“There’s no question that the market was losing some momentum,” said Bruce Smith, president of the National Association of Home Builders (NAHB). “The real question is where the housing market is headed in the aftermath of the recent terrorist attacks on America.”
In an effort to determine the immediate effects that the attacks have had on housing, NAHB recently conducted a telephone survey of 30 of the nation’s larger builders.
“The results of that survey were fairly reassuring,” Smith said. “The builders reported that sales were holding up, and they hadn’t seen an increase in contract cancellations. However, traffic in sales offices was off by about 10% to 20%. Builders also reported that they are scrutinizing their speculative building activity more closely, and some companies are extending their options to purchase lots by four to eight weeks.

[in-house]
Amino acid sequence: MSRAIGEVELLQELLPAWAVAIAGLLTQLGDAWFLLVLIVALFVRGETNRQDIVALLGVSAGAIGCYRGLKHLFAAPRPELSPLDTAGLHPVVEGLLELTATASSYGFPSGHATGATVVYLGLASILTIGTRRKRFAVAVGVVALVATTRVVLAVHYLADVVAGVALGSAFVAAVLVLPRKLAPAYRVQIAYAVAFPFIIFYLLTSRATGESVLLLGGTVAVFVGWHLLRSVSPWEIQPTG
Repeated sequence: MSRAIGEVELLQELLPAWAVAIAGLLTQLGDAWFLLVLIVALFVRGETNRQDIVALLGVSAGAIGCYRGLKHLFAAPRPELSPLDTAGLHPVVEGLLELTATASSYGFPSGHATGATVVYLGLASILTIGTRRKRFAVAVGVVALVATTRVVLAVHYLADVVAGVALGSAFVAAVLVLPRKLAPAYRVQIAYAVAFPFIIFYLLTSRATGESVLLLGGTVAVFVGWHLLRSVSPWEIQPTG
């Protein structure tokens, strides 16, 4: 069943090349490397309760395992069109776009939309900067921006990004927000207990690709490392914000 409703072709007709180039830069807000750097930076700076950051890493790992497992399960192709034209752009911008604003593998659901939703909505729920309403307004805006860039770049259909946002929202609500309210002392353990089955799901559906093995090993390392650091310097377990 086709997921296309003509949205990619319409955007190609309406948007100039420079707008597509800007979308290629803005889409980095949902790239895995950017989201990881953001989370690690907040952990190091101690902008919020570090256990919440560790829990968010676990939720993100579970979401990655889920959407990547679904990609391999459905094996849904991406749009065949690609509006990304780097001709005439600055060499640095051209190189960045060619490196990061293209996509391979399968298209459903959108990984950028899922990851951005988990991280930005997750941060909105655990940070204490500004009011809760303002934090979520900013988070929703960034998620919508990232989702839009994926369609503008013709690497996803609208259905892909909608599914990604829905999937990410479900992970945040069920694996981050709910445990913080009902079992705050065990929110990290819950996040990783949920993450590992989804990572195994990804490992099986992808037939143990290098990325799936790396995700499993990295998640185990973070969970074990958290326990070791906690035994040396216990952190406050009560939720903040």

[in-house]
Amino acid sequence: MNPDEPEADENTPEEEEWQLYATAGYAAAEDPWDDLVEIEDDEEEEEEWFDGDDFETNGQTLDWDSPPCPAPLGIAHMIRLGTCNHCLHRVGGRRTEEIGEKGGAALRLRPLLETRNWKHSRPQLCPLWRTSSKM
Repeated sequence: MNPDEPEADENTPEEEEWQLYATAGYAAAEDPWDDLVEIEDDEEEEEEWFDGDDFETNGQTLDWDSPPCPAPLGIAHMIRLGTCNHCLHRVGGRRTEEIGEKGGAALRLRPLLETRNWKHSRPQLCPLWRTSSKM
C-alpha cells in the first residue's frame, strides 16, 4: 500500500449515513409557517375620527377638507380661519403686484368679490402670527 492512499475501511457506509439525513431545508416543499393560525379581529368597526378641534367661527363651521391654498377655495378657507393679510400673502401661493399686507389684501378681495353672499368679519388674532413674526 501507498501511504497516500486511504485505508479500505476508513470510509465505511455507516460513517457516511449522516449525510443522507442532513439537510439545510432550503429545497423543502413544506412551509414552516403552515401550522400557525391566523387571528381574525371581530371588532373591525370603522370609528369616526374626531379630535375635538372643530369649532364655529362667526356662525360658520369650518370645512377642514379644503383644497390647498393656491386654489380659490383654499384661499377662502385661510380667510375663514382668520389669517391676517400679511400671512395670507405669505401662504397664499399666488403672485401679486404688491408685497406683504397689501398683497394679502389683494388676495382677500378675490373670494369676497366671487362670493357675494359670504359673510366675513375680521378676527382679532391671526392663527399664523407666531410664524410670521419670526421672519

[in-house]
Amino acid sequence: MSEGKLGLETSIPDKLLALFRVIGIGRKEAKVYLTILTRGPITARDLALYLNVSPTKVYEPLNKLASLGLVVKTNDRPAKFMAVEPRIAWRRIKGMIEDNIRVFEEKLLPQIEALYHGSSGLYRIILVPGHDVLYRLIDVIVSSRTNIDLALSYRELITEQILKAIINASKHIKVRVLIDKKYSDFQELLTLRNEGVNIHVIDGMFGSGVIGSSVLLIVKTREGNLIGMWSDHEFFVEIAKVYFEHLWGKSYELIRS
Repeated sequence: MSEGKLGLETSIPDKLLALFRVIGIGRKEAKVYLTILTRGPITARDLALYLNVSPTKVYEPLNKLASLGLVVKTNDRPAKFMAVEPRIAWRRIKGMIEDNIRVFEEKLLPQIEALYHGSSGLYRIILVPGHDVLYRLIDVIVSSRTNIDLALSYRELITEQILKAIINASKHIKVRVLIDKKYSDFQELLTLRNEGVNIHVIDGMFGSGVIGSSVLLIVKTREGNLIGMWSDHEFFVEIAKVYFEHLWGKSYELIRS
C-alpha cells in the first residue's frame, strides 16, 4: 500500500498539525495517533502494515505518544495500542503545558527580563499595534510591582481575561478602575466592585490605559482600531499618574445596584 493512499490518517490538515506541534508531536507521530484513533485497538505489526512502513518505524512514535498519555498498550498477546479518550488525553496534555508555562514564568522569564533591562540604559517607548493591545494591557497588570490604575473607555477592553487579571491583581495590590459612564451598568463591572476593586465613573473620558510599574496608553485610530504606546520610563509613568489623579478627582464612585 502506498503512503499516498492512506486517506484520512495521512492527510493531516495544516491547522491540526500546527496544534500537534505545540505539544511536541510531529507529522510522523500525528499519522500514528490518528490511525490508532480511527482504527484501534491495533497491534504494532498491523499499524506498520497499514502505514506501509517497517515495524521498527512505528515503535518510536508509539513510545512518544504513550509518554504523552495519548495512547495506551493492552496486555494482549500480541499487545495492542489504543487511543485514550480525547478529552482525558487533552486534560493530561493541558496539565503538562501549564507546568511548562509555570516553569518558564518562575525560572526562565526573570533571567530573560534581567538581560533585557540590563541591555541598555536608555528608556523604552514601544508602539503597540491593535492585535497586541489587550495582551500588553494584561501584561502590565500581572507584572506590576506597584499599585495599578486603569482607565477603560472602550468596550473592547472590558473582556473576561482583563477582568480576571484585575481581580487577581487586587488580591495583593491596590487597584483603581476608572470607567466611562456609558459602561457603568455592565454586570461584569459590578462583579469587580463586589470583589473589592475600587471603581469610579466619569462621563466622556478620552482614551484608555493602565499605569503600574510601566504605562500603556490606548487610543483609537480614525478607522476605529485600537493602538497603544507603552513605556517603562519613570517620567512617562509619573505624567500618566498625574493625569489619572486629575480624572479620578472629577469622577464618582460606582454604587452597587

“The market was flattening prior to the attack on America, and we had anticipated that it would weaken slightly in the fourth quarter,” Smith added. “However, in the wake of the recent attacks, we are expecting a somewhat greater decline in sales -- on the order of 5% -- in the fourth quarter.”
New home sales in August decreased 2.7% in the Northeast and 4.4% in the Midwest. Sales increased by 1.4% in the South and 3.5% in the West.